BART Strikes: Hindering or Helping?
Katana Collado ’14
After striking twice in the past five months and threatening to do so in the future, Bay Area Rapid Transit works have elicited both criticism and support from the general public.
Between longer commutes, backed up highways, and hours in traffic, no one comes out of the BART strike smiling but it does raise the question “are the strikers justified?” BART workers are among the highest paid transit workers in America, with good healthcare and pension packages, according to SF Gate. Knowing that, one would logically think, “what more could they want?” They want better safety measures, which, after the tragic death of two workers in November, seem reasonable. They are also calling for increased wages, which they have not been granted in five years. With the price of living in the Bay Area being as high as it is, the second demand does not seem too farfetched either.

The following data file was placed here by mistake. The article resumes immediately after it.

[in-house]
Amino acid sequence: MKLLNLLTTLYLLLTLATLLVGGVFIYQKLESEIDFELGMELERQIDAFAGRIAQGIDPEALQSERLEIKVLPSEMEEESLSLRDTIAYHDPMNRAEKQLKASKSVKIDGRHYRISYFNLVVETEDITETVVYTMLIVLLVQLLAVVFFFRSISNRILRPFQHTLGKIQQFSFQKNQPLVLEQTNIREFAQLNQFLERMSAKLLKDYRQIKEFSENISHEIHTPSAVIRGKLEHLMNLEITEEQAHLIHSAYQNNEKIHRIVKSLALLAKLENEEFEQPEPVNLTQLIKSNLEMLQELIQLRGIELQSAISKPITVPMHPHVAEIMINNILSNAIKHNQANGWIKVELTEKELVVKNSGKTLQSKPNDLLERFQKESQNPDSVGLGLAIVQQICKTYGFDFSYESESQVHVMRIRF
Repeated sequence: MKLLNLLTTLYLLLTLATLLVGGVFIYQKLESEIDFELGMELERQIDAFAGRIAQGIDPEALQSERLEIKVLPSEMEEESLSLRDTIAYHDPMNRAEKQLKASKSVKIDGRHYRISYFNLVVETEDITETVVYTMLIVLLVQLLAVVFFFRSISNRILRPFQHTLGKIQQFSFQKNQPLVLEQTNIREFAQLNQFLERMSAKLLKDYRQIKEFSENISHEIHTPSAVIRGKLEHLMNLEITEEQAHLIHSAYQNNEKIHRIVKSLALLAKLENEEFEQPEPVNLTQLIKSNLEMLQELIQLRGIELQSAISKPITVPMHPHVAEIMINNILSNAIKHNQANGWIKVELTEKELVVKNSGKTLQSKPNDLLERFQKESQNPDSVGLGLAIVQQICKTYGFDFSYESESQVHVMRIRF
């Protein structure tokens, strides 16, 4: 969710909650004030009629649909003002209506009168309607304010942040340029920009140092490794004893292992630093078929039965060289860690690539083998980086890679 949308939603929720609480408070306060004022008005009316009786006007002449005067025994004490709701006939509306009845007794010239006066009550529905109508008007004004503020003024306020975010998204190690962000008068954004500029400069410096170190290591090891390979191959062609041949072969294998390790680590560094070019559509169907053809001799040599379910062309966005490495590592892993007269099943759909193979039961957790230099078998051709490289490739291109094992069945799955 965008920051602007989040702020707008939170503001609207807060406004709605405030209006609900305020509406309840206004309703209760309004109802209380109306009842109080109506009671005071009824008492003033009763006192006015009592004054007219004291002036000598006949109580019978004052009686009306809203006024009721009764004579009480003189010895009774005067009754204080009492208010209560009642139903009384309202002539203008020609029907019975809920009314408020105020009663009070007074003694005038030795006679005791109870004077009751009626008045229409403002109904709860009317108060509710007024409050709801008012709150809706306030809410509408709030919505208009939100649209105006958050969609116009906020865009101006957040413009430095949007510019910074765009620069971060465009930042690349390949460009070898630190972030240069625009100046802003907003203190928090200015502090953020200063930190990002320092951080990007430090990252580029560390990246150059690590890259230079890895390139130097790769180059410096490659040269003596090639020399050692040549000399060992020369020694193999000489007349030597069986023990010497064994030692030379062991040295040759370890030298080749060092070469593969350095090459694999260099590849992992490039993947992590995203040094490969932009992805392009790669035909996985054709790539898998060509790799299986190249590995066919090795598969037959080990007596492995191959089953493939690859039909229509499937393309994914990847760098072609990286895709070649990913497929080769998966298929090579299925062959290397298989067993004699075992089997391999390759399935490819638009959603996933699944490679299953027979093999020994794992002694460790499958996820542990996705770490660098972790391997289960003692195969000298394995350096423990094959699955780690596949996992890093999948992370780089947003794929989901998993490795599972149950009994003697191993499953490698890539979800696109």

However, BART's last strike resulted in chaotic traffic jams and added 25 minutes to most people's commute according to Marin News. BART's four day strike alone cost an estimated $73 million dollars a day according to the Los Angeles Times. BART is responsible for over 40% of the Bay Area's commuters so, when there is a strike, hundreds are left scrabbling to get to work and school on time. Strikes definitely provide BART workers with a useful tool to demonstrate their power and bring attention to their grievances but at what point do the costs start outweighing the benefits?
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